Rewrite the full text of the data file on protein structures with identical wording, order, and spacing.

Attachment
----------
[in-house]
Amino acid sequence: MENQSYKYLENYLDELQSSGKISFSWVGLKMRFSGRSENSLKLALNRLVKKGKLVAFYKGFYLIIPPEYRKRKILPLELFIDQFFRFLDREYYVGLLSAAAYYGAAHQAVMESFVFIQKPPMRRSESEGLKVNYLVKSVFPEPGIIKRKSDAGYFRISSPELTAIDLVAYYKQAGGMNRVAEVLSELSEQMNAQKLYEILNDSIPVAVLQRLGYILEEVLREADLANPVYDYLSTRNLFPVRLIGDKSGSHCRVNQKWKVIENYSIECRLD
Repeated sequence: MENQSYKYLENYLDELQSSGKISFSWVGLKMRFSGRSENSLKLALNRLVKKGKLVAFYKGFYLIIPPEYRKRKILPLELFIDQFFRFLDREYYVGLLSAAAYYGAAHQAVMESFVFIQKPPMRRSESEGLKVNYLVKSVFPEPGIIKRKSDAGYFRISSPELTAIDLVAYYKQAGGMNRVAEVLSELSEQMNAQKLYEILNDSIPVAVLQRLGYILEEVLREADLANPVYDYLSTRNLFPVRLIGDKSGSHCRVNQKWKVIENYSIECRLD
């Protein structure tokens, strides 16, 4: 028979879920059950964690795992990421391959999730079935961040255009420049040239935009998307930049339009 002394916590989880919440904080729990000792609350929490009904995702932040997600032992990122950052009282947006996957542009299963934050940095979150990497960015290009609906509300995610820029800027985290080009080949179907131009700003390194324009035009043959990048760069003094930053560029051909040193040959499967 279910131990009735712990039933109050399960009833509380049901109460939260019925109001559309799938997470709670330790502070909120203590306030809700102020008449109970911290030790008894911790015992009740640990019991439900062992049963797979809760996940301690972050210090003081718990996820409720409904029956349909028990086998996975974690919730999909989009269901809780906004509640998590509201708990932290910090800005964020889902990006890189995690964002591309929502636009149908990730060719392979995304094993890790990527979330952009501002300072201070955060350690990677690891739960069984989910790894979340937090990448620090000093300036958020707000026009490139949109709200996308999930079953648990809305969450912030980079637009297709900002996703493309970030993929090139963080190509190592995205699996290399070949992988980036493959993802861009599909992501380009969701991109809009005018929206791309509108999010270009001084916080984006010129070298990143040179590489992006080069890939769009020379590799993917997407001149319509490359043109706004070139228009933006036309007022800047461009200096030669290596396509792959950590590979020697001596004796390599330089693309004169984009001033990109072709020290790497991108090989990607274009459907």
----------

[in-house]
Amino acid sequence: MENQSYKYLENYLDELQSSGKISFSWVGLKMRFSGRSENSLKLALNRLVKKGKLVAFYKGFYLIIPPEYRKRKILPLELFIDQFFRFLDREYYVGLLSAAAYYGAAHQAVMESFVFIQKPPMRRSESEGLKVNYLVKSVFPEPGIIKRKSDAGYFRISSPELTAIDLVAYYKQAGGMNRVAEVLSELSEQMNAQKLYEILNDSIPVAVLQRLGYILEEVLREADLANPVYDYLSTRNLFPVRLIGDKSGSHCRVNQKWKVIENYSIECRLD
Repeated sequence: MENQSYKYLENYLDELQSSGKISFSWVGLKMRFSGRSENSLKLALNRLVKKGKLVAFYKGFYLIIPPEYRKRKILPLELFIDQFFRFLDREYYVGLLSAAAYYGAAHQAVMESFVFIQKPPMRRSESEGLKVNYLVKSVFPEPGIIKRKSDAGYFRISSPELTAIDLVAYYKQAGGMNRVAEVLSELSEQMNAQKLYEILNDSIPVAVLQRLGYILEEVLREADLANPVYDYLSTRNLFPVRLIGDKSGSHCRVNQKWKVIENYSIECRLD
């Protein structure tokens, strides 16, 4: 028979879920059950964690795992990421391959999730079935961040255009420049040239935009998307930049339009 002394916590989880919440904080729990000792609350929490009904995702932040997600032992990122950052009282947006996957542009299963934050940095979150990497960015290009609906509300995610820029800027985290080009080949179907131009700003390194324009035009043959990048760069003094930053560029051909040193040959499967 279910131990009735712990039933109050399960009833509380049901109460939260019925109001559309799938997470709670330790502070909120203590306030809700102020008449109970911290030790008894911790015992009740640990019991439900062992049963797979809760996940301690972050210090003081718990996820409720409904029956349909028990086998996975974690919730999909989009269901809780906004509640998590509201708990932290910090800005964020889902990006890189995690964002591309929502636009149908990730060719392979995304094993890790990527979330952009501002300072201070955060350690990677690891739960069984989910790894979340937090990448620090000093300036958020707000026009490139949109709200996308999930079953648990809305969450912030980079637009297709900002996703493309970030993929090139963080190509190592995205699996290399070949992988980036493959993802861009599909992501380009969701991109809009005018929206791309509108999010270009001084916080984006010129070298990143040179590489992006080069890939769009020379590799993917997407001149319509490359043109706004070139228009933006036309007022800047461009200096030669290596396509792959950590590979020697001596004796390599330089693309004169984009001033990109072709020290790497991108090989990607274009459907």